"Some of these are 20-year efforts," Coffman said.

The effort to better link the reservations with existing trails and sidewalks is part of the Cuyahoga Greenways project. Run by the Cuyahoga County Planning Commission, the Metroparks and the Northeast Ohio Areawide Coordinating Agency, the Greenways project seeks to establish a network of paths and trails linking neighborhoods, parks and public transportation across the county.

A master plan is a guide or blueprint for future use, development and improvement.

Here’s what the park district has planned for the West Side:

Bradley Woods Reservation

At the 795-acre Bradley Woods Reservation in North Olmsted and Westlake, the Metroparks plans to add a boardwalk or trail that would connect the Codrington Shelterhouse Picnic Area to the park's entrance on Bradley Road. A boardwalk or trail would also be built east from the picnic area to a new pedestrian park entrance on Crocker Road.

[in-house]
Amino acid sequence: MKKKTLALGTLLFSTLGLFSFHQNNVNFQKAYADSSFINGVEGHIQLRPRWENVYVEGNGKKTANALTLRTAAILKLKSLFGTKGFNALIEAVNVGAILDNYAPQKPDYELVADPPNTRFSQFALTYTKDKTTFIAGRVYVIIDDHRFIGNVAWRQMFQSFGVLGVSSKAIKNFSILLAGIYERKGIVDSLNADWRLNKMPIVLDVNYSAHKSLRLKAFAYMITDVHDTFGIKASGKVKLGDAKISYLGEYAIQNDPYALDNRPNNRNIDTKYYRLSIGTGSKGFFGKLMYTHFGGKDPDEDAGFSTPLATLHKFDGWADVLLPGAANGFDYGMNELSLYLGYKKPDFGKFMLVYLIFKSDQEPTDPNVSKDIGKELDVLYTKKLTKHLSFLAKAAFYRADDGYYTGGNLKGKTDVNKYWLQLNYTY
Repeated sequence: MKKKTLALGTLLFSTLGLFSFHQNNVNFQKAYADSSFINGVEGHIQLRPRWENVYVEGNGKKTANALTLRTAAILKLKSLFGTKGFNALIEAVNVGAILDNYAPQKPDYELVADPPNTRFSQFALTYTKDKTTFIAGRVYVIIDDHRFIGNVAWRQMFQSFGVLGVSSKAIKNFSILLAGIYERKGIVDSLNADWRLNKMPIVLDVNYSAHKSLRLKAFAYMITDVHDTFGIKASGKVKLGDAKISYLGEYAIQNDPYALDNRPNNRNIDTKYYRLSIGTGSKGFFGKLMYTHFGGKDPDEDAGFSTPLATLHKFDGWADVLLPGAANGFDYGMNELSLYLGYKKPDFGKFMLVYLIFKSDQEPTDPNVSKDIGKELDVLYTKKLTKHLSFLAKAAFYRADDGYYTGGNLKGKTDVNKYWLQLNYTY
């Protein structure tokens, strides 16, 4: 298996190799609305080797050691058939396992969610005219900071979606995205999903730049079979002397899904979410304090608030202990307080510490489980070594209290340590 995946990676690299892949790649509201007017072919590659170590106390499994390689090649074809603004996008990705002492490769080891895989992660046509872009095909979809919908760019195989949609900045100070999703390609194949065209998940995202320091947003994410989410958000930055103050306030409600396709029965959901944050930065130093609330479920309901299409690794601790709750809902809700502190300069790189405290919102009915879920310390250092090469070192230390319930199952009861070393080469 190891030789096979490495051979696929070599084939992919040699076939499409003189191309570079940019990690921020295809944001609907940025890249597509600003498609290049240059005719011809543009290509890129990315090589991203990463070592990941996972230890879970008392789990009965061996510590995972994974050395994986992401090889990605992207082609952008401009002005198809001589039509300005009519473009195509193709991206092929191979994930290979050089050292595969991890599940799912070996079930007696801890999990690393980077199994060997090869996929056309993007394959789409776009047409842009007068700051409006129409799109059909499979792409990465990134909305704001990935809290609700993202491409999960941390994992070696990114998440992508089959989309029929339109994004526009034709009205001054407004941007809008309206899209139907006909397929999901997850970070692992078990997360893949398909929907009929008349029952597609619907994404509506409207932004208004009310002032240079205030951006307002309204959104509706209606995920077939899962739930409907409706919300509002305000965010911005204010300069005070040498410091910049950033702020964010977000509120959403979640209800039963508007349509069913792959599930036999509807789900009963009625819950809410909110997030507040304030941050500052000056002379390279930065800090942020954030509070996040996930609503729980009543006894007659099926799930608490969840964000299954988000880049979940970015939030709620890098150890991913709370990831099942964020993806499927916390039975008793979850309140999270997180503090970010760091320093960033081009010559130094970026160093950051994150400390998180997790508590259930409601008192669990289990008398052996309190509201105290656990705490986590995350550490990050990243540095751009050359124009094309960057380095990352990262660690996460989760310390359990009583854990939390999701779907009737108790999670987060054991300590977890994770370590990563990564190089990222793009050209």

A majority of Bradley Woods Reservation is wetlands, Coffman said. The Metroparks' goal, she said, is to better connect the park's existing trails to the surrounding neighborhoods so Bradley Woods can become a part of people's daily exercise routines.

Huntington Reservation

The Metroparks is looking at either improving or replacing its management center at the 103-acre Huntington Reservation on Lake Road.

"Huntington Reservation has some special challenges because even though it's one of our smallest parks, it's one of the most used," Coffman said.

A reconfiguration of parking south of Lake Road is planned, which also would enhance visibility of the crossing and increase pedestrian safety.